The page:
It was cold the morning,
you died,
my head pounded,
my eyes exploded,
you couldn’t know,
you wouldn’t know,
I prayed you didn’t know
what happened to me
because of you.
It was cold,
until you woke up to me.

-L.J. Lenehan-



The Initial Shock…

My daughter and I drove up to the shop. I parked the car and we walked into the shop. The girl that worked in the shop walked over to me quickly her eyes wide with fear and said to me, ‘He is by the milk but I don’t think you want her to see him like this,’ nodding towards my daughter. I sighed and brought my daughter back out to the car to wait for me. I walked to the back of the shop towards the milk. I turned the corner of the aisle and my husband was sprawled on his back. He saw me, arched his back and tried to say something but could not speak. My husband’s face was turning to a dusty purple. I screamed and ran back around the corner. The girl in the shop ran over to me and hugged me. She asked me if I would talk to the 999 Operator. I said yes and took the phone. The 999 Operator was a woman she asked me his name, age, our address, medical history, my name, phone number, what his new symptoms were, I asked her if I could go because I wanted to bring my daughter down to my husband’s mothers house because I did not want her to see him like that.

I don’t remember what I said to my daughter when I got in the car. I remember that I was crying. My mother-n-laws house is about a mile from that shop. I got to her house with my daughter walking in behind me. I said, ‘he’s collapsed’ tears were streaming down my face. My son had stayed the night and was in the sitting room watching tv he looked at me frightened. My daughter went over and sat next to her brother on the chair quietly. My mother-n-law came in to the hallway and said, ‘sure, he’ll be okay he is tired.’ I said, ‘No, no, he’s not okay, this is really bad, you better come to the shop with me.’ She was in her pyjamas, I waited for her to get dressed and I drove us back up to the shop. My mother-n-law tried to calm me down on the way up saying it would be okay, not to drive so fast, she knew he would be fine. Her reaction changed when we got inside the shop and she saw her son, my husband.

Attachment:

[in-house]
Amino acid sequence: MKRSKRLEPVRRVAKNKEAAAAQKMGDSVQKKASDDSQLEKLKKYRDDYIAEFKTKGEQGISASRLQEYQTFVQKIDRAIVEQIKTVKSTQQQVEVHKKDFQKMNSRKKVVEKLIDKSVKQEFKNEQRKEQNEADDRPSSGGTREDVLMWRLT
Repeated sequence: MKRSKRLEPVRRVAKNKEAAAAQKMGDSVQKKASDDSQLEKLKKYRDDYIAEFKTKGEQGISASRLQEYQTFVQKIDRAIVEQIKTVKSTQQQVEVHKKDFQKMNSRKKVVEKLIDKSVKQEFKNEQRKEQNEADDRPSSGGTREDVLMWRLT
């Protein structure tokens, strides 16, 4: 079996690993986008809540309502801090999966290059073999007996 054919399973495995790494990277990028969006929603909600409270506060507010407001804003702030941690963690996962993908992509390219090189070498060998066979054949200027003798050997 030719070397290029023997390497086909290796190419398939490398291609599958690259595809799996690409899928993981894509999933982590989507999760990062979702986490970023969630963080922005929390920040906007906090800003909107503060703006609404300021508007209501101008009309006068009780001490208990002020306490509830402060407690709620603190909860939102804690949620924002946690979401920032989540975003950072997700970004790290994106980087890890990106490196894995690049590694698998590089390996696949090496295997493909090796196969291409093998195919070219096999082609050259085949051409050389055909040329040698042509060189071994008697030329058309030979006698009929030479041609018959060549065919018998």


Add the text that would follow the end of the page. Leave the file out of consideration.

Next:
Sunday morning,
Two days late,
Because of Leap Year.

Ended differently,
Than last year,
Sunday morning, won’t come,

A jolt of electricity –
To the heart –

Now, Sunday mornings,
Are only a memory,
Of shocking,

Monday morning,

– L.J. Lenehan –

Introduction to Sudden Adult Death Syndrome

It was the Sunday morning 17th of July 2011 my daughter had been in a million times that morning (I wish I were exaggerating) to make her pancakes, my son slept the night at his grandmothers, my husband was up writing addresses on invitations to an Open for his local Pitch and Putt club.

I put a toothpick in each eye, dragged myself out of bed, put on a bra, old sweater, jeans, slippers  and walked into the kitchen. I put on the kettle opened the fridge and dun, dun, dun there was no milk! Argh! The frustration, no milk meant no instant coffee, no pancakes and a fight over who was going to the shop for milk.

The argument over who was going for the milk was worse than I had expected. We said mean things to each other that we did not mean. Sulking I went back in to the bedroom and laid down. A few minutes later I heard the front door open and close. He was going for milk. I was not particularly satisfied with my success because we made such a big drama over going for the milk.

I stayed in my bed and my daughter was in the front room watching cartoons. About fifteen minutes later the door bell rang and the owner of the local shop was standing in my front door. I did not understand why he would be at my house so early on a Sunday morning but said hello anyways. The local shop owner said hello and told me I better come up to the shop that my husband had collapsed. I repeated the word collapse back to him and he nodded. He asked me if my husband had taken any kind of drugs. I said no and the local shop owner apologized for asking me that question.